Scope of application

The provisions of Decree 104/2022 are addressed indiscriminately to public and private employers and apply with respect to workers with employment relationships established under different types of contracts, with a few limited exceptions (Art. 1). 

The provisions of the decree, which are in force since August 13, 2022, apply in a differentiated manner with respect to both employees already hired and employmentrelationships yet to be established; the text of Article 16 of the decree reads as follows: “1. The provisions of this decree shall apply to all employment relationships already established as of August 1, 2022,” raising the doubt of the applicable discipline with respect to those workers possibly hired between the date of August 2 and the date of the eve of the entry into force of the decree (i.e., August 12). According to the aforementioned INL circular, in application of the “principles of transparency, contractual solidarity and equal treatment”, those hired within the timeframe betweenAug. 2 and Aug. 12, 2022, may also request the employer and principal to supplementthe information pursuant to Decree 104/2022, to be found within the timeframe below.

For workers already employed as of Aug. 1, 2022 (more correctly, as of Aug. 12), the information obligations imposed by the decree are triggered upon the worker’s written request, in which case the employer must comply within 60 days. Failing this, “the fine referred to in Article 19, paragraph 2, of Legislative Decree No. 276 of September 10, 2003, shall apply.” Since Article 19, paragraph 2 – as replaced by Article 5.4 of the Transparency Decree – provides as sanctionable hypotheses only certainviolations of Articles 1 and 1-bis of Legislative Decree No. 152/1997 (as replaced, the former, and introduced, the latter, by Article 4 of the Transparency Decree) and not alsothe violation of the provisions of Article 16 of the same Transparency Decree, it is believed that the general fine of Article 19.2 from 250 to 1,500 euros for each worker concerned applies to it.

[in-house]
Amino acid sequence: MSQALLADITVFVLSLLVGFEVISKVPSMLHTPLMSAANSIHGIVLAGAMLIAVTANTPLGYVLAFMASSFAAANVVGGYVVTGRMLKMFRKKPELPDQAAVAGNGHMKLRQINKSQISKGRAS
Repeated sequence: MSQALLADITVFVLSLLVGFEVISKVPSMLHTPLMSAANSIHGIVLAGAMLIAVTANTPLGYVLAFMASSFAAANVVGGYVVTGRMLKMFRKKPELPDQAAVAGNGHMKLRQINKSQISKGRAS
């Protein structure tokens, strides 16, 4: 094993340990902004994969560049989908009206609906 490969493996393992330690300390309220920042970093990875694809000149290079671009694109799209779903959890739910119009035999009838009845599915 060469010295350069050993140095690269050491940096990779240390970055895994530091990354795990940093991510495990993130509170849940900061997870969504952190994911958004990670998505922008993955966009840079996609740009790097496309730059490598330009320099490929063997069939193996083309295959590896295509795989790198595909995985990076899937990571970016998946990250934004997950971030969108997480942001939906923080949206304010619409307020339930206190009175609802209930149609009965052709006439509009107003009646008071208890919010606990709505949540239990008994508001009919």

In addition, this transitional provision should have been better coordinated with the similar provision in Article 5.2 of the same Decree No. 152/1997, which currently reads, “2. For employment relationships in progress on the effective date of this Decree, the employee may request, in writing, the information referred to in Articles 1, 2 and 3. The employer shall provide the said information by written notice to be delivered within thirty days from the date of receipt of the request.”

The Italian 
“Do-not-call”
 and marketing 
consent

We will finalize the analysis on the Italian "Do-not-call", focusing on marketing consent following the enrollment in the Register.

Calculation
 of administrative 
fines
 under the 
GDPR
 -4

In this round we will focus on the calculation of the Total Worldwide Annual Turnover (step 4) and the principle of effectiveness, dissuasiveness and proportionality of the fine (step 5).

Data 
Governance
 Act – 3

Let’s resume our analysis of the Data Governance Act Regulation, examining the data intermediation and data altruism services.

Calculation
 of administrative 
fines
 under the 
GDPR
 -3

In this round we will focus on step 3 of the process: the application of mitigating and aggravating factors.